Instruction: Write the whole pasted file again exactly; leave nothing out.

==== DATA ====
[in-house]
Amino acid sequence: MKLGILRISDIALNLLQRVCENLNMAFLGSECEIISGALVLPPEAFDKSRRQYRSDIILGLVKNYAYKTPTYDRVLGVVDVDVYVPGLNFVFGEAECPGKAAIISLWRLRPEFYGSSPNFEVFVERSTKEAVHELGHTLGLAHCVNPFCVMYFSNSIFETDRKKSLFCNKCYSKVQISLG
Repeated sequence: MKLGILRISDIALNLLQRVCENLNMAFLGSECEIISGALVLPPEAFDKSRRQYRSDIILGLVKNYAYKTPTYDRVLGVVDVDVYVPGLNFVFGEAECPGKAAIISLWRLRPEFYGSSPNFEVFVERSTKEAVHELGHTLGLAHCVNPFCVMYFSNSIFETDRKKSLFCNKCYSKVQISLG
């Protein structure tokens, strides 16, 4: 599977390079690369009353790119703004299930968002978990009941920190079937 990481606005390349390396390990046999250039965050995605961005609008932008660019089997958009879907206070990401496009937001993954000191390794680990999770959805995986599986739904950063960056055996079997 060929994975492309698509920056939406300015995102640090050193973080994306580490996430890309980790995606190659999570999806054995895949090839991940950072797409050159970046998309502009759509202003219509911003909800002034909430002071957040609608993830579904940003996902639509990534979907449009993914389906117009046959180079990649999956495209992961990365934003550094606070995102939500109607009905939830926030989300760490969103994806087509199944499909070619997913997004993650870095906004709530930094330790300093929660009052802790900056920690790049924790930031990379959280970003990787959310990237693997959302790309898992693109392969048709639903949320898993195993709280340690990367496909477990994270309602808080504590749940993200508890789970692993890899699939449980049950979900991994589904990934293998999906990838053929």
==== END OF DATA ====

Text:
[in-house]
Amino acid sequence: MKLGILRISDIALNLLQRVCENLNMAFLGSECEIISGALVLPPEAFDKSRRQYRSDIILGLVKNYAYKTPTYDRVLGVVDVDVYVPGLNFVFGEAECPGKAAIISLWRLRPEFYGSSPNFEVFVERSTKEAVHELGHTLGLAHCVNPFCVMYFSNSIFETDRKKSLFCNKCYSKVQISLG
Repeated sequence: MKLGILRISDIALNLLQRVCENLNMAFLGSECEIISGALVLPPEAFDKSRRQYRSDIILGLVKNYAYKTPTYDRVLGVVDVDVYVPGLNFVFGEAECPGKAAIISLWRLRPEFYGSSPNFEVFVERSTKEAVHELGHTLGLAHCVNPFCVMYFSNSIFETDRKKSLFCNKCYSKVQISLG
């Protein structure tokens, strides 16, 4: 599977390079690369009353790119703004299930968002978990009941920190079937 990481606005390349390396390990046999250039965050995605961005609008932008660019089997958009879907206070990401496009937001993954000191390794680990999770959805995986599986739904950063960056055996079997 060929994975492309698509920056939406300015995102640090050193973080994306580490996430890309980790995606190659999570999806054995895949090839991940950072797409050159970046998309502009759509202003219509911003909800002034909430002071957040609608993830579904940003996902639509990534979907449009993914389906117009046959180079990649999956495209992961990365934003550094606070995102939500109607009905939830926030989300760490969103994806087509199944499909070619997913997004993650870095906004709530930094330790300093929660009052802790900056920690790049924790930031990379959280970003990787959310990237693997959302790309898992693109392969048709639903949320898993195993709280340690990367496909477990994270309602808080504590749940993200508890789970692993890899699939449980049950979900991994589904990934293998999906990838053929």